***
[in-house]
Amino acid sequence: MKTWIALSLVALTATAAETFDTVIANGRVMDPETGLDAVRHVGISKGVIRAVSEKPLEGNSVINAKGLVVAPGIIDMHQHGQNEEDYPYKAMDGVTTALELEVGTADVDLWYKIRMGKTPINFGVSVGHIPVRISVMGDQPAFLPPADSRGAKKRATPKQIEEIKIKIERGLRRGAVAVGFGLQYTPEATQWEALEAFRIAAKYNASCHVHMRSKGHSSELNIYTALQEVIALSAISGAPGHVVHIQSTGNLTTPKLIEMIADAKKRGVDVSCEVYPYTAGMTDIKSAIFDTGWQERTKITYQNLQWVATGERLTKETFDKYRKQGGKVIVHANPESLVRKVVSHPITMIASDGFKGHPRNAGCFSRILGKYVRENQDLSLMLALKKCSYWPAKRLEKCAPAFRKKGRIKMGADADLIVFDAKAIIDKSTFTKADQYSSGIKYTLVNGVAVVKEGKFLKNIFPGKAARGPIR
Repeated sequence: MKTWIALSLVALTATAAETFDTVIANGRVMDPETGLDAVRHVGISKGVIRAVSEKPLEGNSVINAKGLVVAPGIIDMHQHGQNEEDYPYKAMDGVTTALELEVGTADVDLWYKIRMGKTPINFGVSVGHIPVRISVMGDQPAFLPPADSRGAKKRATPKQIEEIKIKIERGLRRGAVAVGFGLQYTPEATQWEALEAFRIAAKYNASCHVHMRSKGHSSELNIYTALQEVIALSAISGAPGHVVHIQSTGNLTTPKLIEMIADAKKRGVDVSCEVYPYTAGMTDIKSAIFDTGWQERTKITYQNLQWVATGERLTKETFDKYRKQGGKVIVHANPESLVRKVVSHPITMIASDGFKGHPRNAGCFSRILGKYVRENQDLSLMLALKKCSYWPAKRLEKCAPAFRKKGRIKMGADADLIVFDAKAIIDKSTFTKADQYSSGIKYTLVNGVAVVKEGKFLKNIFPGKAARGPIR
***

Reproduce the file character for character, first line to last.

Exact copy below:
[in-house]
Amino acid sequence: MKTWIALSLVALTATAAETFDTVIANGRVMDPETGLDAVRHVGISKGVIRAVSEKPLEGNSVINAKGLVVAPGIIDMHQHGQNEEDYPYKAMDGVTTALELEVGTADVDLWYKIRMGKTPINFGVSVGHIPVRISVMGDQPAFLPPADSRGAKKRATPKQIEEIKIKIERGLRRGAVAVGFGLQYTPEATQWEALEAFRIAAKYNASCHVHMRSKGHSSELNIYTALQEVIALSAISGAPGHVVHIQSTGNLTTPKLIEMIADAKKRGVDVSCEVYPYTAGMTDIKSAIFDTGWQERTKITYQNLQWVATGERLTKETFDKYRKQGGKVIVHANPESLVRKVVSHPITMIASDGFKGHPRNAGCFSRILGKYVRENQDLSLMLALKKCSYWPAKRLEKCAPAFRKKGRIKMGADADLIVFDAKAIIDKSTFTKADQYSSGIKYTLVNGVAVVKEGKFLKNIFPGKAARGPIR
Repeated sequence: MKTWIALSLVALTATAAETFDTVIANGRVMDPETGLDAVRHVGISKGVIRAVSEKPLEGNSVINAKGLVVAPGIIDMHQHGQNEEDYPYKAMDGVTTALELEVGTADVDLWYKIRMGKTPINFGVSVGHIPVRISVMGDQPAFLPPADSRGAKKRATPKQIEEIKIKIERGLRRGAVAVGFGLQYTPEATQWEALEAFRIAAKYNASCHVHMRSKGHSSELNIYTALQEVIALSAISGAPGHVVHIQSTGNLTTPKLIEMIADAKKRGVDVSCEVYPYTAGMTDIKSAIFDTGWQERTKITYQNLQWVATGERLTKETFDKYRKQGGKVIVHANPESLVRKVVSHPITMIASDGFKGHPRNAGCFSRILGKYVRENQDLSLMLALKKCSYWPAKRLEKCAPAFRKKGRIKMGADADLIVFDAKAIIDKSTFTKADQYSSGIKYTLVNGVAVVKEGKFLKNIFPGKAARGPIR